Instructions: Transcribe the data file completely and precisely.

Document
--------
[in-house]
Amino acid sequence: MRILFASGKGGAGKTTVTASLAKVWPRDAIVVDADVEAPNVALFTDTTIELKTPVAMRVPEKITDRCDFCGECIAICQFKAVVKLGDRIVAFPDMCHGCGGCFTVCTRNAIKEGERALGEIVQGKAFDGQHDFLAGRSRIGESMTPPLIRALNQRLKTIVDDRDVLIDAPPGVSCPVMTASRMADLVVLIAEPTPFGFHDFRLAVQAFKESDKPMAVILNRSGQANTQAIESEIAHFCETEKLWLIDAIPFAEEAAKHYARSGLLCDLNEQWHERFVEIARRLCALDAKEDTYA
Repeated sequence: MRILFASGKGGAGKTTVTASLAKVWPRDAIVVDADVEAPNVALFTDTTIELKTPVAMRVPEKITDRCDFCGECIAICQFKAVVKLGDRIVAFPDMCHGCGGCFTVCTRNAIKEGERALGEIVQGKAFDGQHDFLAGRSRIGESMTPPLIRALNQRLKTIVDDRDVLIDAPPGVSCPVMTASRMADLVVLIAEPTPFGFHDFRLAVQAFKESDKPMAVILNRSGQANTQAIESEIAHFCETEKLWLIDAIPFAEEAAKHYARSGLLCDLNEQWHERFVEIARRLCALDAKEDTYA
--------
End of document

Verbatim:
[in-house]
Amino acid sequence: MRILFASGKGGAGKTTVTASLAKVWPRDAIVVDADVEAPNVALFTDTTIELKTPVAMRVPEKITDRCDFCGECIAICQFKAVVKLGDRIVAFPDMCHGCGGCFTVCTRNAIKEGERALGEIVQGKAFDGQHDFLAGRSRIGESMTPPLIRALNQRLKTIVDDRDVLIDAPPGVSCPVMTASRMADLVVLIAEPTPFGFHDFRLAVQAFKESDKPMAVILNRSGQANTQAIESEIAHFCETEKLWLIDAIPFAEEAAKHYARSGLLCDLNEQWHERFVEIARRLCALDAKEDTYA
Repeated sequence: MRILFASGKGGAGKTTVTASLAKVWPRDAIVVDADVEAPNVALFTDTTIELKTPVAMRVPEKITDRCDFCGECIAICQFKAVVKLGDRIVAFPDMCHGCGGCFTVCTRNAIKEGERALGEIVQGKAFDGQHDFLAGRSRIGESMTPPLIRALNQRLKTIVDDRDVLIDAPPGVSCPVMTASRMADLVVLIAEPTPFGFHDFRLAVQAFKESDKPMAVILNRSGQANTQAIESEIAHFCETEKLWLIDAIPFAEEAAKHYARSGLLCDLNEQWHERFVEIARRLCALDAKEDTYA